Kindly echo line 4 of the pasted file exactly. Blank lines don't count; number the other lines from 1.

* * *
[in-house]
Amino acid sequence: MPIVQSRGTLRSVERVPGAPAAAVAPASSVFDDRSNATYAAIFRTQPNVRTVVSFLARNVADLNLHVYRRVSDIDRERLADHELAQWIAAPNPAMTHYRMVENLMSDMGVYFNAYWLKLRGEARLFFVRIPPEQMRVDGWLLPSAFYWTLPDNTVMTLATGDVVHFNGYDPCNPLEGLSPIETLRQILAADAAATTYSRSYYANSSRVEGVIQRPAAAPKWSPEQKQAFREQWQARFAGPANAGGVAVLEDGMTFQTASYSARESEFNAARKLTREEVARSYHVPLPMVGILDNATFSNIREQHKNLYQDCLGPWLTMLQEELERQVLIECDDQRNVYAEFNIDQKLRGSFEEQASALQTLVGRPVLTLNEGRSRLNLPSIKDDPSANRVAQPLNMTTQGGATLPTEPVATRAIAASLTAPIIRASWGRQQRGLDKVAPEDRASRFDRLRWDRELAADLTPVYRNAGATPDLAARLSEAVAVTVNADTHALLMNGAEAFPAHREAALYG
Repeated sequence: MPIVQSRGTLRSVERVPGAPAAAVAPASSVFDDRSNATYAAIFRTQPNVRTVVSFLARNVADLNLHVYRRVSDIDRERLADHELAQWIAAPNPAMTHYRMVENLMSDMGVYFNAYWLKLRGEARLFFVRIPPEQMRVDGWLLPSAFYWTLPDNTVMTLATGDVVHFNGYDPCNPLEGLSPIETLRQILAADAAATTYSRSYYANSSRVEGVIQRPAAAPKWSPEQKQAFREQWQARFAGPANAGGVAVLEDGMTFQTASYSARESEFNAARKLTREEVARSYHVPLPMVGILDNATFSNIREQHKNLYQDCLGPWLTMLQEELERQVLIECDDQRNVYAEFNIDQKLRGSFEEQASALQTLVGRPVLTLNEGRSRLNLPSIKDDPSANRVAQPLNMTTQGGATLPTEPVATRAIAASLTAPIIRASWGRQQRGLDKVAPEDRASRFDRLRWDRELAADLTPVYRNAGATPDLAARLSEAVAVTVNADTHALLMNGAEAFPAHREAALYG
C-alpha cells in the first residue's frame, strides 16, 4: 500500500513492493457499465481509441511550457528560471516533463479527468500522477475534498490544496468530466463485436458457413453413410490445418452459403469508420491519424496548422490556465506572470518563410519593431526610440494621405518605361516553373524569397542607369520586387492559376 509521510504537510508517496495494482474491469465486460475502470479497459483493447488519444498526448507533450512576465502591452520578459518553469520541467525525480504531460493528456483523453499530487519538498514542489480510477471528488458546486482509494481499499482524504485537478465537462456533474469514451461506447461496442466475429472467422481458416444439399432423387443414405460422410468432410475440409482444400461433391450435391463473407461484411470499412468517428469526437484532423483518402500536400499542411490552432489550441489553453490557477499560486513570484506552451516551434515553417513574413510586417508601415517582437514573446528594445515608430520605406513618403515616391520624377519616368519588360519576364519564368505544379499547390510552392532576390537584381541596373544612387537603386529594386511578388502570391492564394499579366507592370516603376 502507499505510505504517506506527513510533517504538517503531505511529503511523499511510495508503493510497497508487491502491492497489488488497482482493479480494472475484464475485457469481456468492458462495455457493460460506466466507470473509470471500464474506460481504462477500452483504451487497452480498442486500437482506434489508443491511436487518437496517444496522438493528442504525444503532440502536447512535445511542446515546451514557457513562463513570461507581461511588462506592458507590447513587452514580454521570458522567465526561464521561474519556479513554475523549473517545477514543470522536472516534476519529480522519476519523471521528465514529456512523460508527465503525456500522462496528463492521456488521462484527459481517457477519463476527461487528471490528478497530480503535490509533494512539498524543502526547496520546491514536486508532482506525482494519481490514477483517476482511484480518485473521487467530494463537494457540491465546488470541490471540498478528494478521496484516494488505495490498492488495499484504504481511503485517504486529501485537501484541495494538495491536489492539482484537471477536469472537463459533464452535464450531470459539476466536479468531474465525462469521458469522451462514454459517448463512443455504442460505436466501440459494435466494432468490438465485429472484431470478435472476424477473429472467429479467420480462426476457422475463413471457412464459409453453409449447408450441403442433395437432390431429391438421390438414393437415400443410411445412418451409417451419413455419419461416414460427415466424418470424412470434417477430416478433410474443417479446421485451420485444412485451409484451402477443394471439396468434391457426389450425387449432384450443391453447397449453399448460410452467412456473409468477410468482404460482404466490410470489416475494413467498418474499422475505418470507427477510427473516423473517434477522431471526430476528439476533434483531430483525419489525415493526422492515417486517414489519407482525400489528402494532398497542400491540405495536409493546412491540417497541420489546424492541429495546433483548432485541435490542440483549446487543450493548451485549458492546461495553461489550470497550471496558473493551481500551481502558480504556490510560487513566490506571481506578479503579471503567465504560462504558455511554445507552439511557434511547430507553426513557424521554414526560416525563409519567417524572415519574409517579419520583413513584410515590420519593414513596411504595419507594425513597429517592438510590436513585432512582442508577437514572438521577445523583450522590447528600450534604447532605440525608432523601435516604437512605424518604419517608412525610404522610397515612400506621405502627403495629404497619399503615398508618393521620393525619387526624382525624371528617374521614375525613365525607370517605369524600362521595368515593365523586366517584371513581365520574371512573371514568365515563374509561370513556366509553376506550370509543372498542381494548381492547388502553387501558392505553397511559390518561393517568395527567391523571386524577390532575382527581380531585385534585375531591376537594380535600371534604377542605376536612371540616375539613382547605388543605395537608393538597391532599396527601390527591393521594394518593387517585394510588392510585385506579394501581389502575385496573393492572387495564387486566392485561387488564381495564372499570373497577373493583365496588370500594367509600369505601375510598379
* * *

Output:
C-alpha cells in the first residue's frame, strides 16, 4: 500500500513492493457499465481509441511550457528560471516533463479527468500522477475534498490544496468530466463485436458457413453413410490445418452459403469508420491519424496548422490556465506572470518563410519593431526610440494621405518605361516553373524569397542607369520586387492559376 509521510504537510508517496495494482474491469465486460475502470479497459483493447488519444498526448507533450512576465502591452520578459518553469520541467525525480504531460493528456483523453499530487519538498514542489480510477471528488458546486482509494481499499482524504485537478465537462456533474469514451461506447461496442466475429472467422481458416444439399432423387443414405460422410468432410475440409482444400461433391450435391463473407461484411470499412468517428469526437484532423483518402500536400499542411490552432489550441489553453490557477499560486513570484506552451516551434515553417513574413510586417508601415517582437514573446528594445515608430520605406513618403515616391520624377519616368519588360519576364519564368505544379499547390510552392532576390537584381541596373544612387537603386529594386511578388502570391492564394499579366507592370516603376 502507499505510505504517506506527513510533517504538517503531505511529503511523499511510495508503493510497497508487491502491492497489488488497482482493479480494472475484464475485457469481456468492458462495455457493460460506466466507470473509470471500464474506460481504462477500452483504451487497452480498442486500437482506434489508443491511436487518437496517444496522438493528442504525444503532440502536447512535445511542446515546451514557457513562463513570461507581461511588462506592458507590447513587452514580454521570458522567465526561464521561474519556479513554475523549473517545477514543470522536472516534476519529480522519476519523471521528465514529456512523460508527465503525456500522462496528463492521456488521462484527459481517457477519463476527461487528471490528478497530480503535490509533494512539498524543502526547496520546491514536486508532482506525482494519481490514477483517476482511484480518485473521487467530494463537494457540491465546488470541490471540498478528494478521496484516494488505495490498492488495499484504504481511503485517504486529501485537501484541495494538495491536489492539482484537471477536469472537463459533464452535464450531470459539476466536479468531474465525462469521458469522451462514454459517448463512443455504442460505436466501440459494435466494432468490438465485429472484431470478435472476424477473429472467429479467420480462426476457422475463413471457412464459409453453409449447408450441403442433395437432390431429391438421390438414393437415400443410411445412418451409417451419413455419419461416414460427415466424418470424412470434417477430416478433410474443417479446421485451420485444412485451409484451402477443394471439396468434391457426389450425387449432384450443391453447397449453399448460410452467412456473409468477410468482404460482404466490410470489416475494413467498418474499422475505418470507427477510427473516423473517434477522431471526430476528439476533434483531430483525419489525415493526422492515417486517414489519407482525400489528402494532398497542400491540405495536409493546412491540417497541420489546424492541429495546433483548432485541435490542440483549446487543450493548451485549458492546461495553461489550470497550471496558473493551481500551481502558480504556490510560487513566490506571481506578479503579471503567465504560462504558455511554445507552439511557434511547430507553426513557424521554414526560416525563409519567417524572415519574409517579419520583413513584410515590420519593414513596411504595419507594425513597429517592438510590436513585432512582442508577437514572438521577445523583450522590447528600450534604447532605440525608432523601435516604437512605424518604419517608412525610404522610397515612400506621405502627403495629404497619399503615398508618393521620393525619387526624382525624371528617374521614375525613365525607370517605369524600362521595368515593365523586366517584371513581365520574371512573371514568365515563374509561370513556366509553376506550370509543372498542381494548381492547388502553387501558392505553397511559390518561393517568395527567391523571386524577390532575382527581380531585385534585375531591376537594380535600371534604377542605376536612371540616375539613382547605388543605395537608393538597391532599396527601390527591393521594394518593387517585394510588392510585385506579394501581389502575385496573393492572387495564387486566392485561387488564381495564372499570373497577373493583365496588370500594367509600369505601375510598379